All living organisms on earth are related. All of them. Every bacteria, tree, bird, snake, cat, dog, human. There is overwhelming evidence that we all descend from a single common ancestor.
LUA, or the last universal ancestor, lived between 3.5 and 3.8 billion years ago and, as far as we know, all life on earth descends from it. It was probably a very simple cell organism, with a cell membrane and a DNA ring. Side by side, it would not have looked much different to a current-day bacteria.
That’s not to say that life did not start and stop several times. The LUA and its descendants, which includes all life as we know it, were the lineage that stuck around. There could have been hundreds of lifeforms that had independently sprung up before it, but we simply can’t know.
It is incredibly unlikely that we will ever find a complex organism on earth that has evolved from a different ancestor. A study in 2010 by Walter Theobald of Brandeis University compared 23 proteins from 12 different species. Theobald took these proteins and, with the help of a computer simulation, determined that having a single common ancestor is 102860 times more likely than having multiple ones. That’s not a typo. That’s a 1 with over 2000 zeroes after it. To put it in perspective, there are 1080 atoms in the universe (according to the latest estimates).
When Theobald included the possibility of gene swapping between species, having a common ancestor was 103489 times more likely than multiple ones. Which is also, excuse my non-scientific language, a giant, enourmous monster of a number.
Therefore I should infer from analogy that probably all the organic beings which have ever lived on this earth have descended from some one primordial form, into which life was first breathed.
–Charles Darwin, On the Origin of Species
Though plants, animals, fungi and so on, likely share this ancestor, multicellular life has independently evolved dozens of times throughout the history of our planet. Once for animals, once for green algae and plants, probably several times for fungi, slimes, etc.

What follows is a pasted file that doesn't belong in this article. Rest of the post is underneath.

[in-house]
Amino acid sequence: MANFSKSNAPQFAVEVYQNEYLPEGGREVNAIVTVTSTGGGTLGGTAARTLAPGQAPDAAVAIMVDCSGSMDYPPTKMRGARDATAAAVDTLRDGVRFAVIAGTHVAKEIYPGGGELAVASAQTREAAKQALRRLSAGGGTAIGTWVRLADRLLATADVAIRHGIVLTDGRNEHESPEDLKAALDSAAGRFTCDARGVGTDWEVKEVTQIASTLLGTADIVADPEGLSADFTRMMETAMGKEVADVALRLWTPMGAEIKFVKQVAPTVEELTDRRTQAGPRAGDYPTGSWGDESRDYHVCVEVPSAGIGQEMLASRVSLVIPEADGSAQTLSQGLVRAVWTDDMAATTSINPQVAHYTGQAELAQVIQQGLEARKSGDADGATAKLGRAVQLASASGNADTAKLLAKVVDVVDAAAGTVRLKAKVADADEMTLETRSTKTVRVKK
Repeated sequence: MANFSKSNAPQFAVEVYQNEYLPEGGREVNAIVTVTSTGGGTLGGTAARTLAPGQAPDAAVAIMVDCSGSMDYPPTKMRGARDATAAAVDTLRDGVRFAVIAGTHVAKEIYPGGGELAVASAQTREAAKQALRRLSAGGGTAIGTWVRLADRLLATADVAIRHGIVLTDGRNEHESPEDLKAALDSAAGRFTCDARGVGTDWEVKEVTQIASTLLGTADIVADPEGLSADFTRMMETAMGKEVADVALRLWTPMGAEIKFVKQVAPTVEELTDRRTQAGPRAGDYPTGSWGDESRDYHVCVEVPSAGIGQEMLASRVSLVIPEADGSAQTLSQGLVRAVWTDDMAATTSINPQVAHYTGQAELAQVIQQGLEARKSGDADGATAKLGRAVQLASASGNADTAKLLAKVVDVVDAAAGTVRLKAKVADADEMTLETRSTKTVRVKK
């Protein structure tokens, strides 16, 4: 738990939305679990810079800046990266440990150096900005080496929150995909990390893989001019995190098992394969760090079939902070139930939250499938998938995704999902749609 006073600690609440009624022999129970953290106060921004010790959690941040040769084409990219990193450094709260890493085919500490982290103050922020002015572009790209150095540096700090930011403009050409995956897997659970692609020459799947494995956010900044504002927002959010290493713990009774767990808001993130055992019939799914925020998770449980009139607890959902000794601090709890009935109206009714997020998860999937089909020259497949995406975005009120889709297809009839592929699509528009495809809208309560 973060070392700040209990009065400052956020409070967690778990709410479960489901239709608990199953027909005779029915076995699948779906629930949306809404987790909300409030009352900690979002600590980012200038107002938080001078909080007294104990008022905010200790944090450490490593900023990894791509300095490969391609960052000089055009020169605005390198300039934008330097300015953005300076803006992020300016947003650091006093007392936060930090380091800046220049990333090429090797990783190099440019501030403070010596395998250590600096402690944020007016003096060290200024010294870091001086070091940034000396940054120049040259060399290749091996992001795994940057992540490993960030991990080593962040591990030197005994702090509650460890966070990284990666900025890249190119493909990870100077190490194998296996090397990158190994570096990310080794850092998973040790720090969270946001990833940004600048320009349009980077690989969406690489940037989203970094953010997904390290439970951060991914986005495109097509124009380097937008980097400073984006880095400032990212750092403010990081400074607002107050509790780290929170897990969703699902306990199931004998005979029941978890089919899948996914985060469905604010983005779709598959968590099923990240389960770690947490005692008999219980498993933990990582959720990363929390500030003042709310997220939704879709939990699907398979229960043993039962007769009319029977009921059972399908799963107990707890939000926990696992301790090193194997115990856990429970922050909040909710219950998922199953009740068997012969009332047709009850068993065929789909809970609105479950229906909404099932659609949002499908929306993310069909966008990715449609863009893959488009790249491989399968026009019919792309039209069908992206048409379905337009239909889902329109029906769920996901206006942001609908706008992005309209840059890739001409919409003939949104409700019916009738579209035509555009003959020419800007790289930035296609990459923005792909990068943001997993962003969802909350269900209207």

There are advantages and disadvantages to multicellularity. Multicellularity allows division of labour, cells can become specialised, form tissues and become excellent at specific tasks. On the other hand, multicellular organisms also suffer from cancer, which is what happen when a cell cannot control its growth anymore.
Becoming multicellular opens the gateway for all sorts of remarkable innovations that would be impossible for single cells. By being larger and by being made up of numerous cells, organisms can have a division of labor and also respond to their environment in new and sensitive ways, all adaptations that have led to their success.
–John Tyler Bonner, The Origins of Multicellularity
And of course, multicellular organisms eventually developed consciousness. Which means that you can read this information and understand it from the other side of the world thanks to the technological advancements that humanity has made. Sure, bacteria can live anywhere, but it takes a multicellular organism like a human to bend nature to its will. Or to start to question its own existence.
For more information of this topic, the huge “Evidence of Common Descent” article on wikipedia is a great place to start.
References and further reading
- John Tyler Bonner – The Origins of Multicellularity – Integrative Biology
- Theobald DLI (2010) – “A formal test of the theory of universal common ancestry” – Nature
- All Modern Life on Earth Derived from Common Ancestor – Discovery News
- Doolittle WF (2000) -“Uprooting the tree of life” – Scientific American
Feature image by Peterdvv